Letters to the Editor

  • Friday, April 25, 2014

(This is an open letter to Town of Mount Pleasant officials).

I am an outraged resident of The Groves. As you know, the neighborhood was struck again in broad daylight last Sunday.

I encountered an armed gunman in my garage at Groves Manor Court while loading my three children under the age of four into my van in October 2013 at daybreak. I was the last of a string of burglaries in the neighborhood that morning. I rode in a patrol car, pointed out the burglars and they were arrested. My two-year-old frequently references “those bad guys” when he is in our garage.

Unfortunately, it hasn't stopped there. My friend, neighbor and also mother of young children was burglarized on a sunny Saturday afternoon in late February.

These rampant violations are occurring among our friends and family's homes and quite literally in the backyard of the Town of Mount Pleasant Police Department. We are long past the point of neighborhood watch.

Aimee Reynolds DuRant

Mount Pleasant

Tony Page

Thank you for the wonderful tribute to Tony. I can't help but feel I'm the luckiest woman in the world. I met and married the kindest soul with a loving family who welcomed me into their lives. I am forever grateful. Tony was so passionate about his town Mount Pleasant. He fought inequality and inefficiency. He was so proud his sister Linda was elected Mayor.

Our first Christmas together was serving Christmas dinner to Meals on Wheels clients he transported to Okra Grill. He always supported anyone in need. Most recently he hosted a dinner for the boys at Windwood Farms.

Thank you citizens of Mount Pleasant for the outpouring of love, the stories, and the hugs as we mourn the loss of this gentle, kind, loving man.

Kelly Page

Mount Pleasant

Losing charm?

Throughout the civilized world, communities write laws. There are also unwritten laws or mannerly ways of the community which are about caring for another.

A civilized community:

1. The use of cell phones needs to be discreet. Your conversation resonates inside or outside when you use a loud voice. Practice speaking softly, then you will not be infringing on those around you and their rights. Cell phone use at the table is considered rude whether doing business or social calls.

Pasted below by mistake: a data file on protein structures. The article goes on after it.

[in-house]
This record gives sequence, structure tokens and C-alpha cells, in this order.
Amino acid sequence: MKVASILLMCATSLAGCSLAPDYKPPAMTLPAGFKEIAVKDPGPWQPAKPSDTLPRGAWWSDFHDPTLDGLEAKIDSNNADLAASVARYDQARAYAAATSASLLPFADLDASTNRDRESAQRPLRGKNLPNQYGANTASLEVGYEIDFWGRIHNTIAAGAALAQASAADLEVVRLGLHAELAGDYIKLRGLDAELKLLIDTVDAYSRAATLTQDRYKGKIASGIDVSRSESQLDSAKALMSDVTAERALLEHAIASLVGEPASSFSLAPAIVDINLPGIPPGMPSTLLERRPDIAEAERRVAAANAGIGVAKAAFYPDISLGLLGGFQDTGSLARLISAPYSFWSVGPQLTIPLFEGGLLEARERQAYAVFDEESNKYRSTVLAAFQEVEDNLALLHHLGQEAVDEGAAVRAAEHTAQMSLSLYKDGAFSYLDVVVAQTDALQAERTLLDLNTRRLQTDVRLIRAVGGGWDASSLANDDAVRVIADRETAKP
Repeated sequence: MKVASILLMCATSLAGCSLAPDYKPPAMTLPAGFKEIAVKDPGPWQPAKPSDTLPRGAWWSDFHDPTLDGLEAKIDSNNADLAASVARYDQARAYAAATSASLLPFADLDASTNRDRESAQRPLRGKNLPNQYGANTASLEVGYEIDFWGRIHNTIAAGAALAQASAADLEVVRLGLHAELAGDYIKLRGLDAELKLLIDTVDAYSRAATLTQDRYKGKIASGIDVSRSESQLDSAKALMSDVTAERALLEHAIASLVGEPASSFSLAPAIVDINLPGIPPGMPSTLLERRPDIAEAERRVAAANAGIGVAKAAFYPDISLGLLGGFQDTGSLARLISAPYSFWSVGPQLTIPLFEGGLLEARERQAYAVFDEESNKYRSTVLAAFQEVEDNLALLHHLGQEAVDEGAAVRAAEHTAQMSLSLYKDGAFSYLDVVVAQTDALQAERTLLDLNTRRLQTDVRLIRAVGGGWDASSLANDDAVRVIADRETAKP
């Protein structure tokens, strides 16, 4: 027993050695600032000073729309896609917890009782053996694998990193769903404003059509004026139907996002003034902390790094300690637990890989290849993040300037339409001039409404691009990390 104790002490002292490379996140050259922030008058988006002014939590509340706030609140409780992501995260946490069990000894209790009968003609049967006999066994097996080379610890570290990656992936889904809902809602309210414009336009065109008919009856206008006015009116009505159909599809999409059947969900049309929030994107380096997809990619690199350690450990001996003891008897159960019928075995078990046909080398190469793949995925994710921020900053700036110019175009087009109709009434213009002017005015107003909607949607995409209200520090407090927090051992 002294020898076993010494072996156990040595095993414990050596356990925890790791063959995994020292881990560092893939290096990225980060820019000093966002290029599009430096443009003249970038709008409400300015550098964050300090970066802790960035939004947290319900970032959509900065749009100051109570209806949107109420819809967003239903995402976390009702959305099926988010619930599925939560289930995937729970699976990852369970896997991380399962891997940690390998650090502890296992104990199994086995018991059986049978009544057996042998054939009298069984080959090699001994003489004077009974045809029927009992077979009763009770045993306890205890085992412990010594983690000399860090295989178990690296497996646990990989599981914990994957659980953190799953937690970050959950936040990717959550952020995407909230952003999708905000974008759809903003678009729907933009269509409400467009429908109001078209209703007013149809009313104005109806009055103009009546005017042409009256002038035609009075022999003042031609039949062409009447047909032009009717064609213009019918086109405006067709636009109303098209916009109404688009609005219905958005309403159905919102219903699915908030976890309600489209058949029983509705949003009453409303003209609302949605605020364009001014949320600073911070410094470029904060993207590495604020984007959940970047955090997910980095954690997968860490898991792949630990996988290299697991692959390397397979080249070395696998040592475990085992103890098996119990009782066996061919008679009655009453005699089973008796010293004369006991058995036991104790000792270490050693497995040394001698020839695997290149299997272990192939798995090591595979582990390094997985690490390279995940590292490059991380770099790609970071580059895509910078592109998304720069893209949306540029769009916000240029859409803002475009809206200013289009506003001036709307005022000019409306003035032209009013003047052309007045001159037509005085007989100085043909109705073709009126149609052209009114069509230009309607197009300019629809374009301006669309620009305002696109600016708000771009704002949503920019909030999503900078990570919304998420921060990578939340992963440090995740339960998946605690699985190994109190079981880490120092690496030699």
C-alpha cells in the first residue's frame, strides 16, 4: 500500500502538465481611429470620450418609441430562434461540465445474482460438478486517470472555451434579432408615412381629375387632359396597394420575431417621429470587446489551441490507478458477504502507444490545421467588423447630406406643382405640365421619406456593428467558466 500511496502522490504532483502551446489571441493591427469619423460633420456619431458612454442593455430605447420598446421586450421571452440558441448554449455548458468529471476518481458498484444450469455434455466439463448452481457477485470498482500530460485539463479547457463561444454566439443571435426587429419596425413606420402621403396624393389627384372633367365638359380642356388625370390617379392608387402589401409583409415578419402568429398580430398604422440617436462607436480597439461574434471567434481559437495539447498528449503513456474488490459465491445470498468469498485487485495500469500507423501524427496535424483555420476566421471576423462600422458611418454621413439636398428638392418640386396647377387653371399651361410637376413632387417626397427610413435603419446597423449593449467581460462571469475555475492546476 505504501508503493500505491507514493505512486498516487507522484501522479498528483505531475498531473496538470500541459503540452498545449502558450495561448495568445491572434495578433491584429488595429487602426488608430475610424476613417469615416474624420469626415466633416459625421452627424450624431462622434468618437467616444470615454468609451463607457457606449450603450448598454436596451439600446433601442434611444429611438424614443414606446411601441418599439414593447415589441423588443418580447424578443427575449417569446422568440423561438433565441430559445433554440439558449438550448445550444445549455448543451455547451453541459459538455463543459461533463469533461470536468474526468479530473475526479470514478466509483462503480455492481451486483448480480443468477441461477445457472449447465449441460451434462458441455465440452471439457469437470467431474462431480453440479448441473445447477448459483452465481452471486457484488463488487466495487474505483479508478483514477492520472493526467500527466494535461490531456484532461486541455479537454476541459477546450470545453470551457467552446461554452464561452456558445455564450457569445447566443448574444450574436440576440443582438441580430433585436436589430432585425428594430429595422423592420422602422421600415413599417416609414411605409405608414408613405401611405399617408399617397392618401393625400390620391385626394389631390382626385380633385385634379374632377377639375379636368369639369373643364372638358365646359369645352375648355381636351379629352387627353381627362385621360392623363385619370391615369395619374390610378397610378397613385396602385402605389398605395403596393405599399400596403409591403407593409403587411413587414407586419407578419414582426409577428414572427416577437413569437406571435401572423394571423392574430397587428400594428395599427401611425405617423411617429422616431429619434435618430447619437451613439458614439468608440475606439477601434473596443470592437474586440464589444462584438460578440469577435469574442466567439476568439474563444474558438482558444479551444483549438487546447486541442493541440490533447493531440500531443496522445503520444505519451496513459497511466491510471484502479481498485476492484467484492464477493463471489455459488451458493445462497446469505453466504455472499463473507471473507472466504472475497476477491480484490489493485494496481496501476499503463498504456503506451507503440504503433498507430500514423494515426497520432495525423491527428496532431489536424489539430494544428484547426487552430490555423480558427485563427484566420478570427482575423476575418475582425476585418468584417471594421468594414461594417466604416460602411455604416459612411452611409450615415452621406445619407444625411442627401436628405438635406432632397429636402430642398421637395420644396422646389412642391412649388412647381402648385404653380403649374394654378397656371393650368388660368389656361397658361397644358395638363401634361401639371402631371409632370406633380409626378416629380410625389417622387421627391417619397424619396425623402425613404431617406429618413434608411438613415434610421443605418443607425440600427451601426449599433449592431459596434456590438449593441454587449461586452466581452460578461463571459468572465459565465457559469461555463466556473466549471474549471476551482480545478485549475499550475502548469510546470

2. Driving while on your cell phone creates a lack of awareness. Manners are emotional and are about awareness of others' feelings.

3. We live in a tourist town with lots of service industry people. When around them, acknowledge them.

4. Tailgating and road rage, including improper use of your horn, are against our laws. Revving up your engine is against our laws, too.

5. Check out your mindset when driving. Are you driven to get where you are going or will you allow one car to go ahead of you? When standing in line, are you able to allow someone with less business than you to go ahead of you?

These are just a few of the guidelines for a customary safe society.

Mary Kennerty

Mount Pleasant

(Mary has been the director of the Mount Pleasant Junior Cotillion for 20 years.)

'Asked for' ?

A Post and Courier story about an armed robbery in Goose Creek says the victim told police that two men approached him with a gun and “asked for” his wallet.

“Asked for”? Really? As in, “Excuse us, sir. Would you be so kind as to let us have your wallet?”

The story further reports that after the thugs “asked for” the man's wallet they struck him in the head, causing a four-inch gash.

I suppose the criminals, as they ran from the scene, remembered their manners and told their bloodied victim “thank you.”

The reporter and her editor should give serious thought to the vast difference between “asked for” and “demanded.”


Marshall Boulevard

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